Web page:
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Cannon Beach, Oregon (Pic: Mark Kronquist)
Cannon Beach on the Hasselblad SWC (All pics: Mark Kronquist)

By Mark Kronquist

Cannon Beach is Oregon’s “Pacific Wonderland”: miles of flat beaches with fascinating tide pools, basalt rock formations including Haystack Rock Bird Sanctuary and the annual (cancelled this year thanks to Covid-19) Sandcastle Contest.

Normally, weekends in May, June, July, August and September see thousands of people at the beach…not this year. The coast was indeed clear. We have had a family cabin there since 1964. I made a quick trip to check on it. The cabin has been under-used because my father passed in November and then Covid-19 travel restrictions hit. Packing light, I took two cameras…a Leica M9 with the superb TT/A 11mm Fisheye and the Hasselblad SWC.

After making sure the cabin was okay, I started looking around and I found a couple left over, long expired rolls of film from my dad’s stash in the freezer and I used them. A roll of Kodak TMax 100 vintage 1991 and Czech Fomapan T800. In 120. It expired in April 2001. I went for a walk on the beach with a Hasselblad SWC with the superb 38mm Zeiss Biogon lens.

Hasselblad SWC (Pic: Mark Kronquist)
The Hasselblad SWC

Dad started shooting with an Argus C-3 which I have, moved to Minolta SR-Ts and on from there and he had a Hasselblad 500C kit which used to belong to a friend of my maternal grandmother’s, a noted photographer and Oregon Photographer Laureate. I have shot the same beach thousands of times with good to superb results on everything from a Minox to 8 x 10…Nikon FX, Fuji X Pro and Leica M film and digital. The lighting as partially overcast, perfect and normal for the Oregon coast, exposure was ingrained like sand from decades of experience but the film, frozen for decades, was the wild card.

I am sure I gave my dad the film decades ago (the Fomapan came from a camera store closing in San Francisco in 2000 or 2001, I bought 100s of rolls at $.50 USD each of 100-800 35mm and 120 rolls and, over the decades, I used or gave away all mine…how does 20-30 year old BW work these days?)

As you can see from the attached images, quite well for capturing the mood and sultry beauty of a Covid empty beach.

If you are not familiar with the Hasselblad SWC, think of it as an expensive, glorified point, guess and shoot. I was fortunate to have found mine at a garage sale years ago for $600. They are a bit more now. I love the Hasselblad V System and if I win the hundreds of millions in Lotto I will see about bringing some of it back.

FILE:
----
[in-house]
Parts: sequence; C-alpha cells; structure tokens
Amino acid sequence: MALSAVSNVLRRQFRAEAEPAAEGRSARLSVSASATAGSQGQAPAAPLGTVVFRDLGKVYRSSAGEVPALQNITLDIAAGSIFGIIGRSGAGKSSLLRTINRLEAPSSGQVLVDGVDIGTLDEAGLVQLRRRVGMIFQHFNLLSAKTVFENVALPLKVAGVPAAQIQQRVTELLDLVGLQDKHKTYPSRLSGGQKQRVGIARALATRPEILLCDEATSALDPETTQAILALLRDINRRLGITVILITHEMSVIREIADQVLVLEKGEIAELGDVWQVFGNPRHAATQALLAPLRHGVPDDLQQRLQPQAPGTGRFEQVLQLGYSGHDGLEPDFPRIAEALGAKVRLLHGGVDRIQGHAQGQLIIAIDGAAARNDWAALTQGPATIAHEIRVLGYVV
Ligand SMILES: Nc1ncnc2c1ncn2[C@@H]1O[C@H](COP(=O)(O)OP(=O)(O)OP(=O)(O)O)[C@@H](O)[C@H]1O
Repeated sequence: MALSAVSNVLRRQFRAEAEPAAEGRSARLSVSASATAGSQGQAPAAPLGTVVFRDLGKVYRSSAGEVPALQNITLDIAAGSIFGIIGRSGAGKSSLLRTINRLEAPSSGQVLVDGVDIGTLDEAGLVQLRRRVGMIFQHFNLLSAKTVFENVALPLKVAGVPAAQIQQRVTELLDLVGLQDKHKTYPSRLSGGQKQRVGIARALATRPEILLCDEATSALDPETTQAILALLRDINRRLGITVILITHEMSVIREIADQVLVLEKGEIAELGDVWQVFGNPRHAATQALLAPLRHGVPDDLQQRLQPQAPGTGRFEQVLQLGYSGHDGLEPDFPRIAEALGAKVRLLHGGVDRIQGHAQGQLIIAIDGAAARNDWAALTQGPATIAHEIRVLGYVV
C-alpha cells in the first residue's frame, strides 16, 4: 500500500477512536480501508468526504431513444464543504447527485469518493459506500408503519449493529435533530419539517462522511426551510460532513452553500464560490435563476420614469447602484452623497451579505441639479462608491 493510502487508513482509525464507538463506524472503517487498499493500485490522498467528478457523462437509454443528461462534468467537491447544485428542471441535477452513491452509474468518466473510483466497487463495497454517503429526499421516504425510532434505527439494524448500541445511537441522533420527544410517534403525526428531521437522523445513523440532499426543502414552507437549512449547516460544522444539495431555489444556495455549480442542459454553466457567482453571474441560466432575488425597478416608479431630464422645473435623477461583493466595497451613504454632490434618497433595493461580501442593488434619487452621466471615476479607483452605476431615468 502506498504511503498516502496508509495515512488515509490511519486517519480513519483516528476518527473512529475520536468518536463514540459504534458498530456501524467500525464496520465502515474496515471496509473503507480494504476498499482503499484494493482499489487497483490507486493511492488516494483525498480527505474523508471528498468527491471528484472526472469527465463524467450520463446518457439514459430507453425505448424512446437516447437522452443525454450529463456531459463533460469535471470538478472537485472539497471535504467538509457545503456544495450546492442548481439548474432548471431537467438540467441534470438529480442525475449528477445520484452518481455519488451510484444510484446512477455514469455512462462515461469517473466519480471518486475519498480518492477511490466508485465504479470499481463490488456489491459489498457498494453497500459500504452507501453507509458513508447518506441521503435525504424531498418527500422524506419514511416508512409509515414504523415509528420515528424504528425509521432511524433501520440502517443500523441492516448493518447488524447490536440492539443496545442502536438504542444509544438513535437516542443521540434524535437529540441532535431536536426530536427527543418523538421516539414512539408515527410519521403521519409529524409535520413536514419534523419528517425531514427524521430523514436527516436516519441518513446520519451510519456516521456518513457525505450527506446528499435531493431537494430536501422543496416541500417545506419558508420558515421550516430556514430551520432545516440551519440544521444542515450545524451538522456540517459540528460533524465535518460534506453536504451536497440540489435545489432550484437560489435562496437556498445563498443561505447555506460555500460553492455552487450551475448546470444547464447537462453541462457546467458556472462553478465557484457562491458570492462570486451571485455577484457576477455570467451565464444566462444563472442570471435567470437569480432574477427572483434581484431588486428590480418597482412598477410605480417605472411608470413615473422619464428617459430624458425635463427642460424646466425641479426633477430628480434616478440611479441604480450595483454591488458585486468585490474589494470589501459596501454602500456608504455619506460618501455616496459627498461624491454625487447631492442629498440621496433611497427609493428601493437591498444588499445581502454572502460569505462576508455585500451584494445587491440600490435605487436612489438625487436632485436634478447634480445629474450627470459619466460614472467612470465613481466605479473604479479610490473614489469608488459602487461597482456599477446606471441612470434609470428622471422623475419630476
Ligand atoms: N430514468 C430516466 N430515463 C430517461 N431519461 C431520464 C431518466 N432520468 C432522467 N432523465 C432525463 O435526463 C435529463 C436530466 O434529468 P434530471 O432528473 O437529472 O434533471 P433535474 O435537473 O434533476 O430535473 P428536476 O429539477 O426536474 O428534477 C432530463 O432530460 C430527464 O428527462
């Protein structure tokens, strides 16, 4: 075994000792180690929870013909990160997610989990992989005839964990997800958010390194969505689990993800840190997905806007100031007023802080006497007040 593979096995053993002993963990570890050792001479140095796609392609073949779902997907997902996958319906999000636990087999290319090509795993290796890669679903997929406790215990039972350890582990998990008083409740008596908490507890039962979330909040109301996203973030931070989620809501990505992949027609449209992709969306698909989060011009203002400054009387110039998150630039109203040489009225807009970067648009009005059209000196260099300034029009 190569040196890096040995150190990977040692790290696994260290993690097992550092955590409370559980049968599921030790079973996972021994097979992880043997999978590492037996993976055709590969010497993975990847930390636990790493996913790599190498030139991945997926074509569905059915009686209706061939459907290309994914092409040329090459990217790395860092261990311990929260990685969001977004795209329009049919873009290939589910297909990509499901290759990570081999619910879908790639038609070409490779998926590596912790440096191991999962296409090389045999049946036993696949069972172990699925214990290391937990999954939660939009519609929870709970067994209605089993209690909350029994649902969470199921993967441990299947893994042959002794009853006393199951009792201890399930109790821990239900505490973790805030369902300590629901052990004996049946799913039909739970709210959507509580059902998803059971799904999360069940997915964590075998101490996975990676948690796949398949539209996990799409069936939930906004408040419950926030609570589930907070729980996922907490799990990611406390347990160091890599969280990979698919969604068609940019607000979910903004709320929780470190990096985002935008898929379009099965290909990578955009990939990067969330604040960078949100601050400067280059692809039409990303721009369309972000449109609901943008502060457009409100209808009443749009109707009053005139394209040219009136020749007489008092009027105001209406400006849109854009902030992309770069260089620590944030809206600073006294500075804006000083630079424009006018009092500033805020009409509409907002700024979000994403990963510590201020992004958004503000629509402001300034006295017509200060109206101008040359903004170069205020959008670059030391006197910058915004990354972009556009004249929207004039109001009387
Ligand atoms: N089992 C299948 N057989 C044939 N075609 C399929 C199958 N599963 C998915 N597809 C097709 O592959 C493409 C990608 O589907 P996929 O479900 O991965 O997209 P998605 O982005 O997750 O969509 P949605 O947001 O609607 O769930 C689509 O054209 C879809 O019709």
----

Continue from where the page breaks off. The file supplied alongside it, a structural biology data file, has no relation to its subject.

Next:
Hasselblad SWC (Pic: Mark Kronquist)
The SWC with its 38mm lens

I have a goodly number of bodies and lenses from 38mm to 500mm. Back in say 2008/9 ProPhoto, an awesome store in Portland, and barely hanging on today, turned down a bag of V gear. Out of politeness I asked the used camera guru if I could look at it…sure “no one will ever use the V Series again”… the price was $125 (quick trip to ATM and many bodies, backs, finders and lenses were mine and the seller was thrilled. I still have and use them every week.)

The SWC is guess focus, the peep-sight finder is mediocre at best and the painfully slow but STUNNING 38mm f4.5 Carl Zeiss Biogon makes it perfect. I do have a Hasselbad CFV digital back for the V Series and it is well appreciated and I hope Hasselbad keeps it in the line!

Empty beach (Pic: Mark Kronquist)

Want your own FREE SWC? I believe Nasa Astronaut Michael Collins, whom I had he awesome pleasure to meet at an airshow in Hillsboro in 1999, “dropped” a Hasselblad SWC on a project Gemini spacewalk. I would guess it is tracked in orbit. I want that camera and Buzz Aldrin’s 500EL Lunar Data Camera (all but one left on the Moon at the landing sites and their weight replaced with Moon rocks). Maybe I can shoot them with their cameras.

Cannon Bech (Pic: Mark Kronquist)

Close up of rocks (Pic: Mark Kronquist)

Nothing anyone does or says can measure the true impact Covid has had around the globe. These photos bring home the emptiness and they keep me focused on the beauty of the world and the promise of a better tomorrow rather than the awfulness surrounding us right now.

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Eric Rose
Eric Rose
3 years ago

I don’t understand why the photos are so out of focus. The lens is razor sharp.

Stephen Dowling
3 years ago
Reply to  Eric Rose

Lonf-expired 800-ISO film, I think.